And in regards to his standing for "the little guy," here's a brilliant video of Friedman explaining how social programs intended to "help" the poor more often than not end up doing the exact opposite:
"I am in favor of cutting taxes under any circumstances and for any excuse, for any reason, whenever it's possible."
I remember asking Milton, a year or so before his death, during one of our semiannual dinners in downtown San Francisco: What can we do to make America more prosperous? "Three things," he replied instantly. "Promote free trade, school choice for all children, and cut government spending."
How much should we cut? "As much as possible."
"If you put the Federal government in charge of the Sahara Desert, in 5 years there'd be a shortage of sand."
While he questioned almost every statist orthodoxy, he fearlessly gored sacred cows of both political parties. He was the first scholar to sound the alarm on the rotten deal of Social Security for young workers -- forced to pay into a system that will never give back as much as they could have accumulated on their own. He questioned the need for occupational licenses -- which he lambasted as barriers to entry -- for everything from driving a cab to passing the bar to be an attorney, or getting an M.D. to practice medicine.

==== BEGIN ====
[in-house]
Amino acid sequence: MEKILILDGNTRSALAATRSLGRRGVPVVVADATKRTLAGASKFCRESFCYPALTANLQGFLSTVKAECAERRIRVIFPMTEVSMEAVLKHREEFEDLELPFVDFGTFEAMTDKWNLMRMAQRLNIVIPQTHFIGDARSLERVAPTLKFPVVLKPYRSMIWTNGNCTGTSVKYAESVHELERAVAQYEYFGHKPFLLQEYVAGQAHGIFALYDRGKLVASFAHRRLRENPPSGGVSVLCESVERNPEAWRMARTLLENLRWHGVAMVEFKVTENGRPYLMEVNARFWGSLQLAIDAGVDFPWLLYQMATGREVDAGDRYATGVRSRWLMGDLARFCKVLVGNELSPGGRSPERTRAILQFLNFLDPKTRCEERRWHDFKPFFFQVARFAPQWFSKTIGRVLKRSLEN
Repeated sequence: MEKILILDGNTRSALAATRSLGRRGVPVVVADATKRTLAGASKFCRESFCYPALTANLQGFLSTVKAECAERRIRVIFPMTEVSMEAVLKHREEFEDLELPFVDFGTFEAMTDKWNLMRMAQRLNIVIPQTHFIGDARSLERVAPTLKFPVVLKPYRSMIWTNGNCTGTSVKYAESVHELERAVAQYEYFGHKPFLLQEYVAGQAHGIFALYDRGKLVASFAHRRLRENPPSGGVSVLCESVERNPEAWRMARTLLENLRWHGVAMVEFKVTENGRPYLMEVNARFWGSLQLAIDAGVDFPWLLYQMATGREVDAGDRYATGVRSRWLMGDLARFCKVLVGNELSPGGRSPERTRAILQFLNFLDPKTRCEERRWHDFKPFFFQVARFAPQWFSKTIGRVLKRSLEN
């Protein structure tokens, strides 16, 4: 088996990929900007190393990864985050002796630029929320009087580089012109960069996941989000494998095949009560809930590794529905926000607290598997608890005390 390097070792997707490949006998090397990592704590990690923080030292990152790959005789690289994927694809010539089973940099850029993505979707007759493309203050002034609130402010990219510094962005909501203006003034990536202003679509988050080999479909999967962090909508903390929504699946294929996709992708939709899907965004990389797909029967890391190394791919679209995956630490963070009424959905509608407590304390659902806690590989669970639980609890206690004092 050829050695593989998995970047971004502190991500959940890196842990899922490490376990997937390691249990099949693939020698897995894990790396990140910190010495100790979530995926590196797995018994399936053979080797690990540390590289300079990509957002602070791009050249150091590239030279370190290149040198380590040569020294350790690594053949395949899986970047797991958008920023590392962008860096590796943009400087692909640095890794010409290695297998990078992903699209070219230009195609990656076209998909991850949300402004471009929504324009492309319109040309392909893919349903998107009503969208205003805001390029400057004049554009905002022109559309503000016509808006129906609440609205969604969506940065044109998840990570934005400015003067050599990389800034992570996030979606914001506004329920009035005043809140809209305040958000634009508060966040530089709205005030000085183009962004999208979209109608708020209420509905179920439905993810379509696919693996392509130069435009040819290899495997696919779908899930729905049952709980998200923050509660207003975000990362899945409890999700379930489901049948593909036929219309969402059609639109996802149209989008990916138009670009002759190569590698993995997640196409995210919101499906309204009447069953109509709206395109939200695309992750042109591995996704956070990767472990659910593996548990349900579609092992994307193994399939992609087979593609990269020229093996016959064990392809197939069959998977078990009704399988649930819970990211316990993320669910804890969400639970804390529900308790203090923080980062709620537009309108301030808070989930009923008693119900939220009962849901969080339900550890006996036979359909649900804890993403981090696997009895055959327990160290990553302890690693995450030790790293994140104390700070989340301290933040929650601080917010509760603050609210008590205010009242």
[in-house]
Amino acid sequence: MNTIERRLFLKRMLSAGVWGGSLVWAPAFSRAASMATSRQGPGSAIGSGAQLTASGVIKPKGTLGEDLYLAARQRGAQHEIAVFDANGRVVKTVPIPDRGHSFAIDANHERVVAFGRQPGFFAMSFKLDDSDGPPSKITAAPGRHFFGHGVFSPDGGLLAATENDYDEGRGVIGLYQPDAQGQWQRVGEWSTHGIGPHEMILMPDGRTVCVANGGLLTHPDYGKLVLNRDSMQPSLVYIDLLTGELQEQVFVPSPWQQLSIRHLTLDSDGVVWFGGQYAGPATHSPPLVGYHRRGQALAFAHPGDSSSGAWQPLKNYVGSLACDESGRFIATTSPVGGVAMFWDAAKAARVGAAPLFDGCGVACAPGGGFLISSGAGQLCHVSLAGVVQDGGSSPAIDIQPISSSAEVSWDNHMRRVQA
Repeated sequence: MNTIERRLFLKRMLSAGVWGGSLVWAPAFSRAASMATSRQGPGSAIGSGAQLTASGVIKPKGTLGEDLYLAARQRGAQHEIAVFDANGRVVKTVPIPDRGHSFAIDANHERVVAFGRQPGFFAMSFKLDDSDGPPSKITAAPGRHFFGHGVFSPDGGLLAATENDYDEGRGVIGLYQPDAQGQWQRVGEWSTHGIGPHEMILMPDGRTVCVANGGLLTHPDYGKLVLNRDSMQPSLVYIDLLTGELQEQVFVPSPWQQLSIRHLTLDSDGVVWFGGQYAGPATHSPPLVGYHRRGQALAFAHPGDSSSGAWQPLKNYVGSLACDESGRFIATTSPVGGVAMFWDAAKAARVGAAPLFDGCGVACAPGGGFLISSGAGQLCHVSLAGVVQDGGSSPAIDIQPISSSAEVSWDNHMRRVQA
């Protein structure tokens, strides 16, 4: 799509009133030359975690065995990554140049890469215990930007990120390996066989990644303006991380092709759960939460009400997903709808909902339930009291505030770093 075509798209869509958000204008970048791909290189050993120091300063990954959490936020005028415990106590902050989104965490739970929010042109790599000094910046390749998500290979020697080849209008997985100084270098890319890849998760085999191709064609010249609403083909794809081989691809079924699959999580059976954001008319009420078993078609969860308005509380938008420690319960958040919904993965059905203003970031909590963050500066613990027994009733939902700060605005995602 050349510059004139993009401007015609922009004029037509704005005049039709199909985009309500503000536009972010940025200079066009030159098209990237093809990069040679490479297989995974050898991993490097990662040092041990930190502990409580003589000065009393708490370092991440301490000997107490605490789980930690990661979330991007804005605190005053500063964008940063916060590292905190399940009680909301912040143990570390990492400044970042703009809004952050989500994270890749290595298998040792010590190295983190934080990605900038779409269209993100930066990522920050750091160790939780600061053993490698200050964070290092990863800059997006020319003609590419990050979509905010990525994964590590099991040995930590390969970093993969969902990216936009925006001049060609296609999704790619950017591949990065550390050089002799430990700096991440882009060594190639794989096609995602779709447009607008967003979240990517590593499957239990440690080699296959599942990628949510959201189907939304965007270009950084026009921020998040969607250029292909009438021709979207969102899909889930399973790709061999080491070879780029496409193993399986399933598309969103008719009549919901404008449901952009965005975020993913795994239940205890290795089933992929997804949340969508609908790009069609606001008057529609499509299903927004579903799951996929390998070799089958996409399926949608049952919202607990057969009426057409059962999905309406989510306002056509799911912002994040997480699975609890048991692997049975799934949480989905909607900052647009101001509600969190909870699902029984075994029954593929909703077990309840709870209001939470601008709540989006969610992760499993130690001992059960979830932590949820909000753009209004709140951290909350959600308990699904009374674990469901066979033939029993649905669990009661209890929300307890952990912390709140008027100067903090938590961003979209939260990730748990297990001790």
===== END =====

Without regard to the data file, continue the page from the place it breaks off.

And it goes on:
He loved turning the intellectual tables on liberals by making the case that regulation often does more harm than good. His favorite example was the Food and Drug Administration, whose regulations routinely delay the introduction of lifesaving drugs. "When the FDA boasts a new drug will save 10,000 lives a year," he would ask, "how many lives were lost because it didn't let the drug on the market last year?"
"Many people want the government to protect the consumer. A much more urgent problem is to protect the consumer from the government."
In a recent tribute to Friedman in the Journal of Economic Literature, Harvard's Andrei Shleifer describes 1980-2005 as "The Age of Milton Friedman," an era that "witnessed remarkable progress of mankind. As the world embraced free-market policies, living standards rose sharply while life expectancy, educational attainment, and democracy improved and absolute poverty declined."
Well over 200 million were liberated from poverty thanks to the rediscovery of the free market.
Final thought: Although he witnessed the economic mess brought about by Carter’s policies, we can’t help but wonder how shocked Friedman would be with the policies of the current administration.
"It's a tragedy that Milton Friedman … did not live long enough to combat the big-government ideas that have formed the core of Obamanomics," Moore writes.
“It's perhaps more tragic that our current president, who attended the University of Chicago where Friedman taught for decades, never fell under the influence of the world's greatest champion of the free market. Imagine how much better things would have turned out, for Mr. Obama and the country,” he adds.
And with President Obama's "government makes everything possible" ideology in mind, here's Friedman on the idea of personal and individual responsibility: